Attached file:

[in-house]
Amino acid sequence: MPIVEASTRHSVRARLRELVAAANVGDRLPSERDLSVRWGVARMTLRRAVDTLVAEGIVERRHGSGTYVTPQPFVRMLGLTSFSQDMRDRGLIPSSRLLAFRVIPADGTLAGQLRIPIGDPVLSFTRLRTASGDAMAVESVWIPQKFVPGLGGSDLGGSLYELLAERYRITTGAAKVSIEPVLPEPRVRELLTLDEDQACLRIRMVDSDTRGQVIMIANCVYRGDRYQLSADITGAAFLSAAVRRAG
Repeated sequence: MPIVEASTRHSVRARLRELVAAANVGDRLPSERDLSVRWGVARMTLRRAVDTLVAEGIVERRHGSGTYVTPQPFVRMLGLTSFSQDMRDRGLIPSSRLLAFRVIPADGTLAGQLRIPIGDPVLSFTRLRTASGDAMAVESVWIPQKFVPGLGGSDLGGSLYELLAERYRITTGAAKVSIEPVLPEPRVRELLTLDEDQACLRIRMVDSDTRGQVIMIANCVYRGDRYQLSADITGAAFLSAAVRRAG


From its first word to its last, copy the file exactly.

[in-house]
Amino acid sequence: MPIVEASTRHSVRARLRELVAAANVGDRLPSERDLSVRWGVARMTLRRAVDTLVAEGIVERRHGSGTYVTPQPFVRMLGLTSFSQDMRDRGLIPSSRLLAFRVIPADGTLAGQLRIPIGDPVLSFTRLRTASGDAMAVESVWIPQKFVPGLGGSDLGGSLYELLAERYRITTGAAKVSIEPVLPEPRVRELLTLDEDQACLRIRMVDSDTRGQVIMIANCVYRGDRYQLSADITGAAFLSAAVRRAG
Repeated sequence: MPIVEASTRHSVRARLRELVAAANVGDRLPSERDLSVRWGVARMTLRRAVDTLVAEGIVERRHGSGTYVTPQPFVRMLGLTSFSQDMRDRGLIPSSRLLAFRVIPADGTLAGQLRIPIGDPVLSFTRLRTASGDAMAVESVWIPQKFVPGLGGSDLGGSLYELLAERYRITTGAAKVSIEPVLPEPRVRELLTLDEDQACLRIRMVDSDTRGQVIMIANCVYRGDRYQLSADITGAAFLSAAVRRAG